News Release: 142 Organizations Support CFPB Rule to Curb Abusive Overdraft Fees


April 1, 2024

CONTACT: National Consumer Law Center, Michelle Deakin (; Americans for Financial Reform, William Pierre-Louis, Jr. (

142 Organizations Support CFPB Rule to Curb Abusive Overdraft Fees
Proposed rule will promote fair and affordable overdraft coverage and prevent big banks from charging junk fees

WASHINGTON, D.C. – Today, 142 consumer, civil rights, military, legal services, and community groups submitted comments in strong support of the Consumer Financial Protection Bureau’s (CFPB) proposed rule governing the overdraft lending practices of the largest financial institutions. [The National Consumer Law Center also submitted a longer, more detailed set of comments, which will be available here.] By closing an outdated loophole designed in the check era, the proposed rule will promote more honest, fair, and affordable forms of overdraft coverage and prevent big banks from charging junk fees that push people out of the banking system.

“The effects of excessive fees are serious. Individuals who frequently experience overdrafts often resort to costly loans from payday lenders and loan sharks to pay their fees, trapping them in cycles of debt,” said Amanda N. Jackson, director of consumer campaigns at Americans for Financial Reform. “This proposal would not only help bridge financial gaps but impede the bank’s ability to use overdraft fees as a tool to exacerbate wealth disparities to the detriment of Black, Latino, and low-income bank customers.”

“Banks should not be allowed to harm families by hiding their costs in back-end junk fees,” said Carla Sanchez-Adams, senior attorney at the National Consumer Law Center. “We strongly support the proposed rule, which will provide consumers with needed financial relief and help to restore trust in big banks.”

Big banks typically charge $35 for each overdraft, a punitive amount far in excess of the minimal cost to the financial institution of covering an overdraft. Banks also engage in practices that cause overdraft fees to snowball, discouraging some people from keeping money in a bank and causing others to lose their bank accounts. 

“It’s one thing to charge a fee to recover a cost,” said Adam Rust, Director of Financial  Services for the Consumer Federation of America, “but quite another to gouge consumers for honest mistakes. Because of a loophole, too many banks have become accustomed to profiting from overdrafts. The CFPB’s proposal restores balance and should underscore how banks have been granted charters to make loans, facilitate payments, and hold deposits, and not to extract profits from the public through inflated junk fees.” 

The proposal would give consumers a range of more affordable options for overdraft protection and provide flexibility to banks. As long as banks charge a modest “benchmark” fee set by the CFPB or a breakeven fee that covers the banks’ costs, they could still offer overdraft services without complying with credit laws. For higher-priced overdraft credit, very large financial institutions would have to comply with the protections of the Truth in Lending Act and, for hybrid debit-credit cards, with the credit card protections.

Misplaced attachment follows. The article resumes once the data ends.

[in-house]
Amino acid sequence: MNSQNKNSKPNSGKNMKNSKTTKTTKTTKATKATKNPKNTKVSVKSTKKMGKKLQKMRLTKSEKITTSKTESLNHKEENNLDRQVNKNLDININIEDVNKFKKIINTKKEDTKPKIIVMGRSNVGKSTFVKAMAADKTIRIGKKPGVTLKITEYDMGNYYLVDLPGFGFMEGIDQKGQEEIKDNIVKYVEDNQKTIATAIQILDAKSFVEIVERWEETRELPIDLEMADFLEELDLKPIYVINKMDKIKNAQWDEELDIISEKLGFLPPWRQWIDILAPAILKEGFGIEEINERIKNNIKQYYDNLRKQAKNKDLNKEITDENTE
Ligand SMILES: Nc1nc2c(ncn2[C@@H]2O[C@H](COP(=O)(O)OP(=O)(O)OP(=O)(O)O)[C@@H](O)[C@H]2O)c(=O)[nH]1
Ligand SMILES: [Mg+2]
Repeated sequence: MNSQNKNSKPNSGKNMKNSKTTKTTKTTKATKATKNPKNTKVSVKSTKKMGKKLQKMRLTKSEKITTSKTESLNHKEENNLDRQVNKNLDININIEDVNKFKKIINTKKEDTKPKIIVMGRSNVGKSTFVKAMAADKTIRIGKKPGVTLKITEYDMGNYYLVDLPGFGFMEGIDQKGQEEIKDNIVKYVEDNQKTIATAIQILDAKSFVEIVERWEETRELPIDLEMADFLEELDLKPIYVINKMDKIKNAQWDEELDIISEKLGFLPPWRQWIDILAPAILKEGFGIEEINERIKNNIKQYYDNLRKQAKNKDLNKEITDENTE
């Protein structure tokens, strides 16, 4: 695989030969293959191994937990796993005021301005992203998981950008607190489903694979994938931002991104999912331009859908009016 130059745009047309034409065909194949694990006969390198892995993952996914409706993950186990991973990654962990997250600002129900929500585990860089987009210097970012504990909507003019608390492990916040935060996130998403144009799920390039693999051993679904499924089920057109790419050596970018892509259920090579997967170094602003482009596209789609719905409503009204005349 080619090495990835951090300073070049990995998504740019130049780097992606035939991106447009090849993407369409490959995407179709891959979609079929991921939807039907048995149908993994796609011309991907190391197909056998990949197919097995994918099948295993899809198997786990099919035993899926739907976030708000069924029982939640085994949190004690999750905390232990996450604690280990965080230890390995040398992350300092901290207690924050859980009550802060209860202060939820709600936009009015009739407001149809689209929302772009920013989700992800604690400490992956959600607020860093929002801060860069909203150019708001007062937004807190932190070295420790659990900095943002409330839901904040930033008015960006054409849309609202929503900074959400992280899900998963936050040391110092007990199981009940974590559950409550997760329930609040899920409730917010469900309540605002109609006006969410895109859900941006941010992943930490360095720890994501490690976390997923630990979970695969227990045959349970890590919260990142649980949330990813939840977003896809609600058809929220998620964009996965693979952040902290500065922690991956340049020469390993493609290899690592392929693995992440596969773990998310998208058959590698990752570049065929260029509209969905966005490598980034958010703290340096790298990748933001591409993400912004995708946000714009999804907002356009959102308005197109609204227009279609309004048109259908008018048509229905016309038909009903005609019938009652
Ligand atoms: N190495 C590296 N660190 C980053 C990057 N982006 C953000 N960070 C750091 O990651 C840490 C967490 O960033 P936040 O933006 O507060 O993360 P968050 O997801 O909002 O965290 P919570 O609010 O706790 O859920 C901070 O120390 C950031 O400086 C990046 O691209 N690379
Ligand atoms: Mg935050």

“The proposal promotes honest and affordable overdraft protection,” said Mike Litt, U.S. PIRG’s consumer campaign director. “If big banks want to offer overdraft credit through debit cards and charge more than their costs, they would have to comply with the same protections required of credit cards.”

“We urge the CFPB to set the benchmark fee at $3. Rather than deterring overdrafts, high fees give banks incentive to push people into overdrafting,” said Sanchez-Adams of NCLC. “Banks that price their accounts transparently, using a breakeven fee instead of imposing abusive overdraft fees, will have an easier time competing with banks that hide costs in back-end junk fees.”

The CFPB appropriately started with the biggest banks, but advocates urge the CFPB to issue a subsequent rulemaking to cover smaller institutions. While it may take more time for the CFPB to collect the data it needs to propose a similar rule for smaller financial institutions, the CFPB should collect data and monitor overdraft practices at smaller institutions and plan for future rulemaking.

“The CFPB’s proposed rule will stop the nation’s largest banks from exploiting families living paycheck to paycheck,” said Accountable.US’ Director of the Economic Security & Corporate Power Program Liz Zelnick. “Almost one in five consumers incur overdraft fees each year, and overdraft fees hit lower-income families and communities of color the hardest.”

The CFPB must also stop big tech companies that offer banking apps from evading overdraft fee rules and prevent “tips” from being used as a disguised overdraft fee.

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About Americans for Financial Reform:
Americans for Financial Reform is a nonpartisan and nonprofit coalition of more than 200 civil rights, consumer, labor, business, investor, faith-based, and civic and community groups. Formed in the wake of the 2008 crisis, we are working to lay the foundation for a strong, stable, and ethical financial system – one that serves the economy and the nation as a whole.

Since 1969, the nonprofit National Consumer Law Center has worked for consumer justice and economic security for low-income and other disadvantaged people in the United States through its expertise in policy analysis and advocacy, publications, litigation, expert witness services, and training.